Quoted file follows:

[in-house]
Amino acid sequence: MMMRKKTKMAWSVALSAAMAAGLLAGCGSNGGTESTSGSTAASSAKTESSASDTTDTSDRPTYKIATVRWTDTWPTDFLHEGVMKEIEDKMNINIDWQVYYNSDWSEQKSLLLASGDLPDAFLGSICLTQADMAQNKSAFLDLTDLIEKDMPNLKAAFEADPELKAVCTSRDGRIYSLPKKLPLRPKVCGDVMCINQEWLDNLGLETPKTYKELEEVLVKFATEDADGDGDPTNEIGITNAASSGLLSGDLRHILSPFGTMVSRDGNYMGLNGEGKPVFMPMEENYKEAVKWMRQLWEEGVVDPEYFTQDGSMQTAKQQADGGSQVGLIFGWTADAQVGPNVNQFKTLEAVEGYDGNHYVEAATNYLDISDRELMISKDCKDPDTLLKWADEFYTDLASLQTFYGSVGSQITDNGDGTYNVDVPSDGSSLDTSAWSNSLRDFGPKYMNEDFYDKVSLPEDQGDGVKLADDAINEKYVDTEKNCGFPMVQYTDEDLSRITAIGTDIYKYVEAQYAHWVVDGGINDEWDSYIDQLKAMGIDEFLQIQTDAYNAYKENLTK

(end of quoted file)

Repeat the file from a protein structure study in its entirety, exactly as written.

[in-house]
Amino acid sequence: MMMRKKTKMAWSVALSAAMAAGLLAGCGSNGGTESTSGSTAASSAKTESSASDTTDTSDRPTYKIATVRWTDTWPTDFLHEGVMKEIEDKMNINIDWQVYYNSDWSEQKSLLLASGDLPDAFLGSICLTQADMAQNKSAFLDLTDLIEKDMPNLKAAFEADPELKAVCTSRDGRIYSLPKKLPLRPKVCGDVMCINQEWLDNLGLETPKTYKELEEVLVKFATEDADGDGDPTNEIGITNAASSGLLSGDLRHILSPFGTMVSRDGNYMGLNGEGKPVFMPMEENYKEAVKWMRQLWEEGVVDPEYFTQDGSMQTAKQQADGGSQVGLIFGWTADAQVGPNVNQFKTLEAVEGYDGNHYVEAATNYLDISDRELMISKDCKDPDTLLKWADEFYTDLASLQTFYGSVGSQITDNGDGTYNVDVPSDGSSLDTSAWSNSLRDFGPKYMNEDFYDKVSLPEDQGDGVKLADDAINEKYVDTEKNCGFPMVQYTDEDLSRITAIGTDIYKYVEAQYAHWVVDGGINDEWDSYIDQLKAMGIDEFLQIQTDAYNAYKENLTK